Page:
Used car shopping can be intimidating. After all, a car has about 30,000 parts. Making sure they are all in good working order is no small feat, but this post will tell you how to pick the gems from the lemons.
Understand Your Needs
Understand your needs before you hit the used car lots. This way no salesperson can talk you into a sports car when you really need a minivan. To understand your needs, think of what currently irks you about your current car. Is it too small? Is the ride harsher than would be ideal? It’s also helpful to think years into the future. If you are planning on getting a dog or buying a house – what kind of vehicle will you want then? How reliable will the car be as you put more miles on it?
I find the best approach is to discover exactly what car you want before you visit car lots. Look online first. A mistake people often make is buying a car simply because it seemed alright. A vehicle is a decision you’ll have to live with for a long time. Make sure you get what you really want.
Get a Friend
Becoming an expert in used cars takes lots of research. I consider myself an expert now but it’s only after spending many, many hours researching online, buying used cars myself and helping others buy. So after hundreds of hours ‘in the field’ I’m confident in this subject. But if you aren’t or you aren’t willing to put in tons of hours – that’s okay. What you want to do is recruit a friend.
Think of anyone you know who is into cars. If you can’t think of anyone – take notice of people’s cars. If you see an interesting looking car in the company parking lot – find out who owns it. The cool thing about car people is they are almost always willing to talk about what makes a good car versus a bad car. These friends are valuable. They can help you buy the right used car.
Get a Car That Looks Good
You may think this advice is a bit pithy, but looks matter.
It’s hard to tell if an engine is in top condition, but a decent way to tell is by looking at the rest of the car. How has it been treated? If the previous owner cared for the paint, they probably cared for the bigger things as well.
This is where you have a slight edge buying private party. Buying private party means you buy directly from the person who actually owned and drove the car. When you buy this way, you can more easily tell how the car has been treated. Does the owner have previous service records? Does the owner have a garage in which it was stored? A lot can even be learned from just eyeing the previous owner. Plus, you can ask them all the questions you’d like. No one knows the car better than the current owner.
A used car should be as close to showroom condition as possible. That’s what you should aim for. Don’t let the owner say things like, “Well, it’s a 5-year-old car so what do you expect?” A car never has to be damaged – regardless of its age. If it is, make an offering accordingly.
Fewer Miles Doesn’t Necessarily Mean Fewer Problems
Fewer miles is generally a good thing. Although consider this. City miles are much harder on a car than cruising down the highway miles. This means a car with 10,000 miles that has lived its life in Manhattan may be in worse shape than a 20,000 mile car whose owner had a long highway commute each day. Miles are a good indicator of how many years are left in the car but it’s also important to note how they miles were tallied.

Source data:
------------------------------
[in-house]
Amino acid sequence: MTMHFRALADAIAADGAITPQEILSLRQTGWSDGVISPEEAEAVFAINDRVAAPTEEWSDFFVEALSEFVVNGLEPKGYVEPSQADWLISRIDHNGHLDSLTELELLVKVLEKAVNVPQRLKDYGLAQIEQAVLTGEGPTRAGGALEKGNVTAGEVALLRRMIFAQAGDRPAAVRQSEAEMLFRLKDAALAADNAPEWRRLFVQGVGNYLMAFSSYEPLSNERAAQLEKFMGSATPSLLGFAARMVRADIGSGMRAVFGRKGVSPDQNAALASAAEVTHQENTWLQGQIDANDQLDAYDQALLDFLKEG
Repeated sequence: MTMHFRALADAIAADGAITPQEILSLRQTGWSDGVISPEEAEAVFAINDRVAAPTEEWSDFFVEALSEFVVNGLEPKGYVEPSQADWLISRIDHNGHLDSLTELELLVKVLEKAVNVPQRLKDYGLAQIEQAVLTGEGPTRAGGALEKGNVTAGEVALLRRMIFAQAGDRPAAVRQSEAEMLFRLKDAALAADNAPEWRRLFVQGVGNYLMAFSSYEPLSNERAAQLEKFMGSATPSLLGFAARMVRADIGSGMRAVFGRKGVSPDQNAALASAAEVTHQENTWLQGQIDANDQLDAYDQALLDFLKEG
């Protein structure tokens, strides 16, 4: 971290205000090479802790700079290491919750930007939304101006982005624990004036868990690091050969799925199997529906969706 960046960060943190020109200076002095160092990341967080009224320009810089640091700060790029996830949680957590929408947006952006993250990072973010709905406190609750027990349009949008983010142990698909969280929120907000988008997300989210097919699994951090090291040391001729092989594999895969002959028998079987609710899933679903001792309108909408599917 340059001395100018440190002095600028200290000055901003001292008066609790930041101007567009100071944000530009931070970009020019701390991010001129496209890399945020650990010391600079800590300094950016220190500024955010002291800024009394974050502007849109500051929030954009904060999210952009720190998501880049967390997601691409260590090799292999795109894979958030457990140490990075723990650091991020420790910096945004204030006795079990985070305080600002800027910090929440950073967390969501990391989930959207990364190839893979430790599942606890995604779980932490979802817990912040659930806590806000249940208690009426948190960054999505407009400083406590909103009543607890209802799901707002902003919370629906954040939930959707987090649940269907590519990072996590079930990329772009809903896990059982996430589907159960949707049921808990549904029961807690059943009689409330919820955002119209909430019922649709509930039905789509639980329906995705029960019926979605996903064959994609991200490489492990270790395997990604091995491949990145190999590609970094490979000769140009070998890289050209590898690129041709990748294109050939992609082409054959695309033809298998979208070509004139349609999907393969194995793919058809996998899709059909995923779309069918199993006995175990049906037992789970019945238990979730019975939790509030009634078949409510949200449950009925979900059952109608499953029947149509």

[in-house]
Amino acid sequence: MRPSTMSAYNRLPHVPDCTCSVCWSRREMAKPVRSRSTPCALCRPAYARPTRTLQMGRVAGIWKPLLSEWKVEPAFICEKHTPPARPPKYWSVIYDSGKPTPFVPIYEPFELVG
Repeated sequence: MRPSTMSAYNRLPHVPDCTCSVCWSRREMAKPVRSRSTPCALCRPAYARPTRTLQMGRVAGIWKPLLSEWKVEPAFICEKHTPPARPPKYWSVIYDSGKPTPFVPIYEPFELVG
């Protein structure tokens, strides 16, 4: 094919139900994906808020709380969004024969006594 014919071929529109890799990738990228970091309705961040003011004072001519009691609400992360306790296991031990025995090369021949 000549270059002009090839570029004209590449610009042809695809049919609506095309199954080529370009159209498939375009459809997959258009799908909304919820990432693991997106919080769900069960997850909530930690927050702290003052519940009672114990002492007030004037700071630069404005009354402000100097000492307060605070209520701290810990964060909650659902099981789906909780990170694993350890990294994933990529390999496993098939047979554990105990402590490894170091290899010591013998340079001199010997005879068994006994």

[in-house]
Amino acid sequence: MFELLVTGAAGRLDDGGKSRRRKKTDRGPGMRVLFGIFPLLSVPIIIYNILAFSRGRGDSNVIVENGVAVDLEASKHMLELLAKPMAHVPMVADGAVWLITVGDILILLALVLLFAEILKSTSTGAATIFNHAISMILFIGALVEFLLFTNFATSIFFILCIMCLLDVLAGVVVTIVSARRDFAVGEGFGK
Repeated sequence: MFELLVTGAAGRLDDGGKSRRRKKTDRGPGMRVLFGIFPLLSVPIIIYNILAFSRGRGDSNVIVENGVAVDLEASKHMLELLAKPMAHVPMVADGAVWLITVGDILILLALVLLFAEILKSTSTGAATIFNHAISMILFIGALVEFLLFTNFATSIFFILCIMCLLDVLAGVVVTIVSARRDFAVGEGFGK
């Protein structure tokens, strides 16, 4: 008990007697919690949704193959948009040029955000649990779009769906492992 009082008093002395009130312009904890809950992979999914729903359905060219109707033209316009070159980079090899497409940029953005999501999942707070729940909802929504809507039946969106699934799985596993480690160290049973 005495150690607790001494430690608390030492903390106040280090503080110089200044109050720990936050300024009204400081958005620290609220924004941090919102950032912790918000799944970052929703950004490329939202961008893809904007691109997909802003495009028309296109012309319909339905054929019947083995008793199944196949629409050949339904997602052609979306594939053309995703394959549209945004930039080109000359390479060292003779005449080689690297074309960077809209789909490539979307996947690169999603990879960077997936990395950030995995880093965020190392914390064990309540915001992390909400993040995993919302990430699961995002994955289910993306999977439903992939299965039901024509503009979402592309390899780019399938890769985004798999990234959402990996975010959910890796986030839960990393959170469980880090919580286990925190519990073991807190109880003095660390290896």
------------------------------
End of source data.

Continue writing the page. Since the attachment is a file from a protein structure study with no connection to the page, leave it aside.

Should You Get an Inspection?
An inspection is always best if you’re serious about buying the car. It can save you thousands and give you great peace of mind. Just ask the owner to let you take the car for a few hours to be looked at by your mechanic. If the owner shies away from this idea – that’s a bad sign.
Inspections vary in price depending on the mechanic but some are as low as $100. The mechanic simply tests everything and looks at everything. They can do everything from checking common issues with that type of car, all the way to checking the health of the engine via a compression check.
A professional inspection may be overkill if your gearhead friend is confident in his/her skills, but I do recommend you take the car on a long test drive however. Check everything. See how much you would enjoy driving the car. Taking 30 minutes for a test drive sounds like a lot, but considering you’ll likely have the car for years – it’s not long at all.
One top tip is if you’re buying a convertible is to take it through a car wash. Check for leaks in the roof.
Always Be Ready to Walk Away
I mean it. Do not fall in love with the car before you get see it, because what can happen is you talk it up in your mind, see it, are disappointed, but you don’t even care because all you made it look so pretty in your mind. Walk away if the car isn’t great. If it’s really good but not as you expected, make a lower offer than what you were prepared to give. Price is always negotiable.
The most important rule when pricing a used car is just that – YOU get to set the price. What the seller is asking should not go into your equation. The price should be determined by you and only you. A mistake many people make is thinking a car is worth the price just because that’s what the seller is asking. Most sellers price cars higher than what they would sell them for. They expect you to negotiate. So negotiate and negotiate hard. Nearly any car becomes a good car if the price is low enough.
Don’t Be Persuaded
Earlier in this article, you learned to determine what you want in your vehicle. Once you’ve decided this, don’t let a pushy salesperson change your mind. It’s okay to listen to them but make sure you end up with what you want. After all, you’ll be the one living with the decision. Day after day. Good luck.
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